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List of places of worship in Tunbridge Wells (borough) facts for kids

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St John's Church, Amherst Road, Tunbridge Wells (from West)
A.D. Gough's St John's Church (1858) is one of several Victorian churches in the town of Royal Tunbridge Wells.

The borough of Tunbridge Wells, one of 13 local government districts in the English county of Kent, has nearly 130 current and former places of worship. The mostly rural area is dominated by the prosperous spa town of Royal Tunbridge Wells and its suburbs, such as Southborough, Pembury and Langton Green. Many of the borough's current and former churches and chapels are in the town, as are the two non-Christian places of worship. Ancient parish churches and small Nonconformist chapels characterise the villages and hamlets elsewhere in the borough, which borders East Sussex in the southwestern part of Kent. As of 2021, 87 places of worship are in use in the borough, serving many Christian denominations and followers of Islam and the Subud movement. A further 37 former places of worship no longer hold religious services but survive in alternative uses.

The majority of Tunbridge Wells residents identify themselves as Christian. Anglican churches serving the Church of England, the country's Established Church, are most numerous: they are found throughout the borough, in tiny villages such as Tudeley and Frittenden, Victorian suburbs such as High Brooms and Ferndale, and modern developments such as the Sherwood housing estate. Three Anglican churches are shared by other denominations, and separate chapels and meeting rooms for non-Anglican worshippers are prevalent as well. Baptists and Roman Catholics each have several places of worship; Brethren meetings take place at several locations in the borough (there are four meeting rooms in Royal Tunbridge Wells alone); and other Christian groups with places of worship in the town include Christian Scientists, the Church of Christ (with two chapels), Latter-day Saints, Quakers and The Salvation Army.

English Heritage has awarded listed status to 43 places of worship in the borough. A building is defined as "listed" when it is placed on a statutory register of buildings of "special architectural or historic interest" in accordance with the Planning (Listed Buildings and Conservation Areas) Act 1990. The Department for Culture, Media and Sport, a Government department, is responsible for this; English Heritage, a non-departmental public body, acts as an agency of the department to administer the process and advise the department on relevant issues. There are three grades of listing status. Grade I, the highest, is defined as being of "exceptional interest"; Grade II* is used for "particularly important buildings of more than special interest"; and Grade II, the lowest, is used for buildings of "special interest". As of February 2001, there were 26 Grade I-listed buildings, 128 with Grade II* status and 2,066 Grade II-listed buildings in the borough of Tunbridge Wells.

Overview of the borough and its places of worship

Tunbridge Wells UK locator map
The borough of Tunbridge Wells is in the southwest of Kent.
St Mark's Church, Broadwater Down, Tunbridge Wells
Churchbuilding and the fashionable spa town of Royal Tunbridge Wells both boomed in the 19th century; many new Anglican churches, such as St Mark's (1864–66), were provided there.
Former Rehoboth Chapel, Chapel Place, Tunbridge Wells - Date Plaque on Gable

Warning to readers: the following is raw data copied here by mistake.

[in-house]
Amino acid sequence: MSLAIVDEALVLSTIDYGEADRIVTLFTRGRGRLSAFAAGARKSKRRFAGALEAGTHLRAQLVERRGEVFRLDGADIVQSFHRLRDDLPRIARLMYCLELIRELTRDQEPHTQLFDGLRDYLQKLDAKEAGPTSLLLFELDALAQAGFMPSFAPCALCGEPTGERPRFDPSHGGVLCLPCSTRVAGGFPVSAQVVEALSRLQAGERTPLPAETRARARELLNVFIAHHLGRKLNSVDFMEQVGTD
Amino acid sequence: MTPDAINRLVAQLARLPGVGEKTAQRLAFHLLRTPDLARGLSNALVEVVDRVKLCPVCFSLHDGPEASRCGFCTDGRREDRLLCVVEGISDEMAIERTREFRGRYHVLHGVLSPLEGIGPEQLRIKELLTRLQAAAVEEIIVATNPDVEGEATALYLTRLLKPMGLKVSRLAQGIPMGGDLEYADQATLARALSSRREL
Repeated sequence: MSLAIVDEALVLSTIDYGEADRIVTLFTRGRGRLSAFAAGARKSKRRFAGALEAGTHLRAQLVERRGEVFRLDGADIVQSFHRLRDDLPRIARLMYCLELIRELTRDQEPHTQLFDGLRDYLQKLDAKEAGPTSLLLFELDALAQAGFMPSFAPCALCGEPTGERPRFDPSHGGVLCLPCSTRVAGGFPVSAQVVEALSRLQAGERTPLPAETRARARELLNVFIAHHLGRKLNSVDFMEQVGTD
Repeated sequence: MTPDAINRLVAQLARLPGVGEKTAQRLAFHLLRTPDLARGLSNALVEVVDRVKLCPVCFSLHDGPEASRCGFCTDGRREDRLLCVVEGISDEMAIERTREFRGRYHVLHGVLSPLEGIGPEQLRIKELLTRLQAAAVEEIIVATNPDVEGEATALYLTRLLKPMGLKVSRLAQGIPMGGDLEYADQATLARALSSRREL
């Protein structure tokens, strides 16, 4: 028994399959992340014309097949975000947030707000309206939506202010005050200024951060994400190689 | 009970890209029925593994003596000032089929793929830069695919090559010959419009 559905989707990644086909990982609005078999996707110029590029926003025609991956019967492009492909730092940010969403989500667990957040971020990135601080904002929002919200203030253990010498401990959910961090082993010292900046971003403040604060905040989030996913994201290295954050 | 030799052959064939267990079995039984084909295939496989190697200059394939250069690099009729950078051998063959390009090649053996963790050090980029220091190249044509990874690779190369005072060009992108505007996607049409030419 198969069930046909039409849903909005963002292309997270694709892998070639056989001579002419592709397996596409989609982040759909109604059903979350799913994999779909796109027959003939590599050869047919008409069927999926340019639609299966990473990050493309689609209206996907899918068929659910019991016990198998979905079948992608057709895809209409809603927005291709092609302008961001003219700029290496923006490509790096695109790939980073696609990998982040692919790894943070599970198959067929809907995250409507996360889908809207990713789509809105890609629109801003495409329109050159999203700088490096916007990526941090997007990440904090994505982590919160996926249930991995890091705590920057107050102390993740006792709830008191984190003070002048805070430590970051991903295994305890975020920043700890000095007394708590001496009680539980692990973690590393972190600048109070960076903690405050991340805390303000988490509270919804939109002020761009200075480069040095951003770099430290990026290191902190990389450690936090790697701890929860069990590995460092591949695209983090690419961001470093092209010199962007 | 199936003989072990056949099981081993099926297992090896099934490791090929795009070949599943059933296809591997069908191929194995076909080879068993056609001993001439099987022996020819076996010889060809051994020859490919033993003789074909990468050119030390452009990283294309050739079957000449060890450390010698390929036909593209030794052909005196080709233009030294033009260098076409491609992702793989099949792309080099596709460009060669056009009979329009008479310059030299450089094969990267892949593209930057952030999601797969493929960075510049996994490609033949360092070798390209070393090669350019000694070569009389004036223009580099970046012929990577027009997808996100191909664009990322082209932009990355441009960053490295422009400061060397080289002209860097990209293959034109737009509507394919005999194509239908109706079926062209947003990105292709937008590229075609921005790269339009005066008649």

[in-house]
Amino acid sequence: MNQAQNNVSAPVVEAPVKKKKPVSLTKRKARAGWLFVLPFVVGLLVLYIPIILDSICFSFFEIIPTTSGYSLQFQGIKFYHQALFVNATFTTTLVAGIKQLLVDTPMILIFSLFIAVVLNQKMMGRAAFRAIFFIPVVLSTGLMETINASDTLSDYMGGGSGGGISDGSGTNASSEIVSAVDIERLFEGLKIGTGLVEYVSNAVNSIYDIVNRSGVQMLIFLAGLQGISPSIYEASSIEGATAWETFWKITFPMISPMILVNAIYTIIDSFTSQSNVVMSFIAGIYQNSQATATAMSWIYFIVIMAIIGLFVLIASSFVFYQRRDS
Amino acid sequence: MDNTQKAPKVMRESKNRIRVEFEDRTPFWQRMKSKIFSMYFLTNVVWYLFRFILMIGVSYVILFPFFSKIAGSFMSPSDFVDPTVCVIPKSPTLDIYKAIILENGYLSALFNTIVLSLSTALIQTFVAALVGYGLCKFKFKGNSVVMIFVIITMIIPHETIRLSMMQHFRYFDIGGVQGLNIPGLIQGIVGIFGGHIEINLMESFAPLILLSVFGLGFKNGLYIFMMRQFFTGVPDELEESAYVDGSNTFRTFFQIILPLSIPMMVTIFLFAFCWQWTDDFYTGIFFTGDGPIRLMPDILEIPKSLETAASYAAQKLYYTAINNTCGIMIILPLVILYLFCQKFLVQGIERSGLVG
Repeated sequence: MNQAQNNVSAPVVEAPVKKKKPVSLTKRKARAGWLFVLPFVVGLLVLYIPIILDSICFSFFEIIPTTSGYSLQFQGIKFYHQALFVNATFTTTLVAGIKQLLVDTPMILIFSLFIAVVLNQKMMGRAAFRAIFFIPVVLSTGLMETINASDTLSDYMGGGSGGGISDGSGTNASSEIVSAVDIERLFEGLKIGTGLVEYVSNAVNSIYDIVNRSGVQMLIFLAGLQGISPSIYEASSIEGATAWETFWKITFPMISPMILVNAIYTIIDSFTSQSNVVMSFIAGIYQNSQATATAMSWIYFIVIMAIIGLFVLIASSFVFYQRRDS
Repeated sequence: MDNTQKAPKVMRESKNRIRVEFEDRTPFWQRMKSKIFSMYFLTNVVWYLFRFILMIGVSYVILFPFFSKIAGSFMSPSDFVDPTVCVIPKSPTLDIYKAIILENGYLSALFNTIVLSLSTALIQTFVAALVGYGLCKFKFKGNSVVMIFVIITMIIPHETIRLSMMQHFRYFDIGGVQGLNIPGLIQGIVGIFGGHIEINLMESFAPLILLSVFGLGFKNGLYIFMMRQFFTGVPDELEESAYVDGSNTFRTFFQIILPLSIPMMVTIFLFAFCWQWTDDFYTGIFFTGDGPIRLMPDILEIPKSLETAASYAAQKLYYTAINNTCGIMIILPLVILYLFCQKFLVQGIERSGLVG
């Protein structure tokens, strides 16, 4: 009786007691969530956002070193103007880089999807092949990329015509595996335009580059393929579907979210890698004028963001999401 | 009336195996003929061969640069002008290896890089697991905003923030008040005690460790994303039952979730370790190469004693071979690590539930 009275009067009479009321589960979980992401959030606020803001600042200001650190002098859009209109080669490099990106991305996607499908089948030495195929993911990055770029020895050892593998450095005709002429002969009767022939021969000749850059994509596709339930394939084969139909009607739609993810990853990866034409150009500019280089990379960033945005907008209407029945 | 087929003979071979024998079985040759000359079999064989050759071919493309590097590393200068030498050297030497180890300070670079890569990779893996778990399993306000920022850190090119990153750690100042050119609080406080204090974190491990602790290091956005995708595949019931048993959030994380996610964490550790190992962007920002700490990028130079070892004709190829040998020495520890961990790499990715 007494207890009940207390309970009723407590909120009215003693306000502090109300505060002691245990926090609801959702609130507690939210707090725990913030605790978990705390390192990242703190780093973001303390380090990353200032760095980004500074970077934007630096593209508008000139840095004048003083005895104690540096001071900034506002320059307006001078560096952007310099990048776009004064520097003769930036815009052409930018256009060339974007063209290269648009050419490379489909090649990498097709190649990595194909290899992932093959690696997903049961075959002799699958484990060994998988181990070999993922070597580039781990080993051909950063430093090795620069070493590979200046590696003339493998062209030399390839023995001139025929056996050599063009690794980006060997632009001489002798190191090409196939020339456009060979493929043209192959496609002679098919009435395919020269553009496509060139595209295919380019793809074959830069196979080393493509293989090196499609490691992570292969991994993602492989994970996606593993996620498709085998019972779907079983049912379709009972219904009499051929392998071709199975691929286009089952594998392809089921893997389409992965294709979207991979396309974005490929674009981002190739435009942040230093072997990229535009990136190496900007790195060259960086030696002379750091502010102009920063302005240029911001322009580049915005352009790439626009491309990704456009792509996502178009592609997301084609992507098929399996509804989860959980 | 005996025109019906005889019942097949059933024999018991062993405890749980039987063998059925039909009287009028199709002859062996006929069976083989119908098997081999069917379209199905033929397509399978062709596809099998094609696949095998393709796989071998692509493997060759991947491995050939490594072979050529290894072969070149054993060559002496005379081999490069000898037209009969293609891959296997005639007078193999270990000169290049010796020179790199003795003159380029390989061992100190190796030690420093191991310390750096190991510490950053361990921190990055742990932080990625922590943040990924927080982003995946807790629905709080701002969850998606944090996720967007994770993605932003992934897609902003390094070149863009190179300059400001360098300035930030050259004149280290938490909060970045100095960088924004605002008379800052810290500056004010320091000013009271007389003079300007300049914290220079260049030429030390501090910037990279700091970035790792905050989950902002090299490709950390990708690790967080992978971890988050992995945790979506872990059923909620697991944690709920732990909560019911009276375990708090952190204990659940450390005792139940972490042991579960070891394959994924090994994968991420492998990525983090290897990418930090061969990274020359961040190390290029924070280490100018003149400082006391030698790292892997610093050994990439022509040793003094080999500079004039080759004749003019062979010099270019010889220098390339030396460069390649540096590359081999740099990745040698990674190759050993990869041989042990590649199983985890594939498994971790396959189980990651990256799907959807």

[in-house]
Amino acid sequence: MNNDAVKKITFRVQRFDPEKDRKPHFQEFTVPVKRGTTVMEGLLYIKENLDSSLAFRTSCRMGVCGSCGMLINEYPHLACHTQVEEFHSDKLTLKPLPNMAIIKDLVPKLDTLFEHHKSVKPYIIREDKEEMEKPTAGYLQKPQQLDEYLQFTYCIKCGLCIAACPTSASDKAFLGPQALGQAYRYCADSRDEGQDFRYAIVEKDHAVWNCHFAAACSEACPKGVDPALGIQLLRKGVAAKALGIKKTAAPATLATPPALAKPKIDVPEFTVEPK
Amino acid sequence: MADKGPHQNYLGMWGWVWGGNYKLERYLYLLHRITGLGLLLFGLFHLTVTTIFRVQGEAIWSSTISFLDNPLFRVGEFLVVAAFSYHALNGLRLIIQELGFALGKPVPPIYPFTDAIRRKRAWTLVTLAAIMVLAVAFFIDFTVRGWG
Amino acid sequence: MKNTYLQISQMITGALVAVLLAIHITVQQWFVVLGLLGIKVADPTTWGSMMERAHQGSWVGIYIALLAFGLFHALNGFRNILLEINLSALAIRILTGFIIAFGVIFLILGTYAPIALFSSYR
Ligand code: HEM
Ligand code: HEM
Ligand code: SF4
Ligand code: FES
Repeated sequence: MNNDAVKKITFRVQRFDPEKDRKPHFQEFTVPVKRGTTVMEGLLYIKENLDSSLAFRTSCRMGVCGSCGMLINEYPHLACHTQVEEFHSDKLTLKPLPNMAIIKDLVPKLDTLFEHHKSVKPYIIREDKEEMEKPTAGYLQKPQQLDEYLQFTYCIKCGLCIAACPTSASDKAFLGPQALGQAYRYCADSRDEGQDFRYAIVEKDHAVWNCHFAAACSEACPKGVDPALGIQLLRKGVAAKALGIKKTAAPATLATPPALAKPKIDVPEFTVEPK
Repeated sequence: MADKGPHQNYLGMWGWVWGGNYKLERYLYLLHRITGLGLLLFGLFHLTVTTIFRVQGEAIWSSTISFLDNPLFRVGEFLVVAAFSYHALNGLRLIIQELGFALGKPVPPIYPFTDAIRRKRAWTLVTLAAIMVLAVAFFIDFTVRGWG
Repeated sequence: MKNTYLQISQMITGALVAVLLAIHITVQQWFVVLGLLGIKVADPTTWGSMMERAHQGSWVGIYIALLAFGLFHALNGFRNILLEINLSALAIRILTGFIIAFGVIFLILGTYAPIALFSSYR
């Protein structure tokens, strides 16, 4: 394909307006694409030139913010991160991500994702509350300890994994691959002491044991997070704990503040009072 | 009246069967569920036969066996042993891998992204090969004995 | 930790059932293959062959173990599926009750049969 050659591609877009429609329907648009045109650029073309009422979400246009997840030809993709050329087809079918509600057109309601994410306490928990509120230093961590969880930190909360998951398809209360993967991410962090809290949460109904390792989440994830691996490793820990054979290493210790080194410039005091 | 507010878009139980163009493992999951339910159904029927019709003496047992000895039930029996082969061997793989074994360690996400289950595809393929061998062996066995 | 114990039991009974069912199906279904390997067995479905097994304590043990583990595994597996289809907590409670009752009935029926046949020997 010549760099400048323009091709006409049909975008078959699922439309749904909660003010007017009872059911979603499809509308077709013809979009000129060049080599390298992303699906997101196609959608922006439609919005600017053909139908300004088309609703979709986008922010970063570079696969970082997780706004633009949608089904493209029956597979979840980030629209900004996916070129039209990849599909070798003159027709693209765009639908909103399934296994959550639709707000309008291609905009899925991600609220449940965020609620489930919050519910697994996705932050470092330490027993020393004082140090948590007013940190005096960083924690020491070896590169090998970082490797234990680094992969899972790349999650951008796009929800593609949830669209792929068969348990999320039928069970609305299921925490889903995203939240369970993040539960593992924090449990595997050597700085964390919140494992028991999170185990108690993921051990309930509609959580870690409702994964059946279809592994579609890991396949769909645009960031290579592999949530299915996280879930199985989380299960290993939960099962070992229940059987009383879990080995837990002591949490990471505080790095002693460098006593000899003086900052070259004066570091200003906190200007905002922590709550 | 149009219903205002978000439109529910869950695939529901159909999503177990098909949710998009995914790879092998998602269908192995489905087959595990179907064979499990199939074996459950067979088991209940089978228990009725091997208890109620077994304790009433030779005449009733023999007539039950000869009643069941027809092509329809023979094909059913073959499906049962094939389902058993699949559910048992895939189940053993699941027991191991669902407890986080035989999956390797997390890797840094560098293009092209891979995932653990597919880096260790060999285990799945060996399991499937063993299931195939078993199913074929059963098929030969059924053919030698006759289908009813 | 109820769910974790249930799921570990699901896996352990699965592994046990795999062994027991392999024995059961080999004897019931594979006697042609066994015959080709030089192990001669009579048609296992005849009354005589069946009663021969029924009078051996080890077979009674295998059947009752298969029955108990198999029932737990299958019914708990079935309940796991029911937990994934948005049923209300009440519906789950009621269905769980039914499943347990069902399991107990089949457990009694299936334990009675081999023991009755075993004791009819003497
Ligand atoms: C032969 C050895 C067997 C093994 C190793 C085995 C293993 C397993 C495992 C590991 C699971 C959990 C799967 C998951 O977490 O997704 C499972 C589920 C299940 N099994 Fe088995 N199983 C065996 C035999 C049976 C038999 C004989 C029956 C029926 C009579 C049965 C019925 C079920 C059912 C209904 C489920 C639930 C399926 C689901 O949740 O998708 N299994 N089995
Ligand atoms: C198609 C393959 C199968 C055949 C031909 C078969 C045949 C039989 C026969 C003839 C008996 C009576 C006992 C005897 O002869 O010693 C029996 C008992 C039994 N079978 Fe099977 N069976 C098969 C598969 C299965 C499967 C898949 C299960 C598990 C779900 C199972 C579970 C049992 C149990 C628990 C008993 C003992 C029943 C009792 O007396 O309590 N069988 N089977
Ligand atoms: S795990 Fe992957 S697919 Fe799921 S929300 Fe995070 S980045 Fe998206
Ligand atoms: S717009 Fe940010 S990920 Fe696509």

Calvinistic Baptist chapels with Biblical names are common: this plaque is on the former Rehoboth Strict Baptist Chapel at Mount Sion.

The borough of Tunbridge Wells covers 33,133 hectares (81,870 acres) of southwest Kent next to the county of East Sussex. In 2011 the population of the borough was 115,200: just over half lived in the main towns of Royal Tunbridge Wells and Southborough, which together had an estimated population of 56,600 in 2006. Other large villages include the ancient Cranbrook, Goudhurst and Lamberhurst and the more modern Paddock Wood and Pembury. The fertile, undulating and sparsely populated Weald, from whose northern edge the North Downs rise sharply, dominates the rest of the area. Christianity reached England via Kent: in 597 Augustine was sent from Rome by Pope Gregory I to convert the population, and several 7th-century ecclesiastical buildings survive in the county. In this westernmost part of the county, though, most surviving churches date from after the Norman conquest in the late 11th century. Many parish churches date from the 12th century, "as busy a time for building [these] in Kent as for cathedral and monastic works". A typical form consists of a nave without aisles and a smaller, lower chancel, usually without an apse; examples in the borough survive in small villages such as Bidborough and Capel Churches in the larger villages such as Cranbrook, Goudhurst and Hawkhurst date from between the 13th and 15th centuries, having replaced older buildings. Large-scale churchbuilding resumed in the Victorian era, when "decadence and decay" had ruined many churches and population growth and the results of a religious census encouraged the Church of England to improve its provision of buildings for worship. Holy Trinity Church in Royal Tunbridge Wells was expensively funded and designed by prominent architect Decimus Burton at the same time as he was designing the town's most fashionable residential areas; the richly decorated Christ Church at Kilndown, a village with no church, has been "an object of national interest" since its completion in the 1840s; Holy Trinity at Sissinghurst bankrupted its builder but continues to serve its village; and new churches were provided much nearer the centres of population in villages such as Pembury and Horsmonden. Southborough's transformation into a small town and suburb of Royal Tunbridge Wells resulted in four Anglican churches being built between 1830 and 1886, including a mission chapel (now a separate parish church) at High Brooms. The single postwar Anglican church serves a new housing estate in Royal Tunbridge Wells.